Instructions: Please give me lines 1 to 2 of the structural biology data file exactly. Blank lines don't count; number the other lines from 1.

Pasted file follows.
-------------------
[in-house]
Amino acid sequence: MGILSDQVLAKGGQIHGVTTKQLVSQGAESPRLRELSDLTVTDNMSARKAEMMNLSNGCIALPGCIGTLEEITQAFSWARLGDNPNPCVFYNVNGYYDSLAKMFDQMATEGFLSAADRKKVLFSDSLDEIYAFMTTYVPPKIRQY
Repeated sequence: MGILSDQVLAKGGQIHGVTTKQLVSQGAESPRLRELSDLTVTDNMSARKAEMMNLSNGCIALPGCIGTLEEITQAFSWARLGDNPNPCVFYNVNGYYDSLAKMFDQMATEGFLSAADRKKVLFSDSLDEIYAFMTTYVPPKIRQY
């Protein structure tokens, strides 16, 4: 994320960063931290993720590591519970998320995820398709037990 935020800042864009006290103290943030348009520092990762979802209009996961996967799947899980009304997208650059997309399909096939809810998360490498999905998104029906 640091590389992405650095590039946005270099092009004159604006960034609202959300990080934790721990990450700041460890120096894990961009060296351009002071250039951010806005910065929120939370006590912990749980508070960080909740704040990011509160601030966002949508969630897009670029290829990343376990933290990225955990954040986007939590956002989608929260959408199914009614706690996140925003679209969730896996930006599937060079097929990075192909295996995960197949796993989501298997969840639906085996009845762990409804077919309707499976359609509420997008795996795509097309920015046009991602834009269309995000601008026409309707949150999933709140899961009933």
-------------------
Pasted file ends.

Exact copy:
[in-house]
Amino acid sequence: MGILSDQVLAKGGQIHGVTTKQLVSQGAESPRLRELSDLTVTDNMSARKAEMMNLSNGCIALPGCIGTLEEITQAFSWARLGDNPNPCVFYNVNGYYDSLAKMFDQMATEGFLSAADRKKVLFSDSLDEIYAFMTTYVPPKIRQY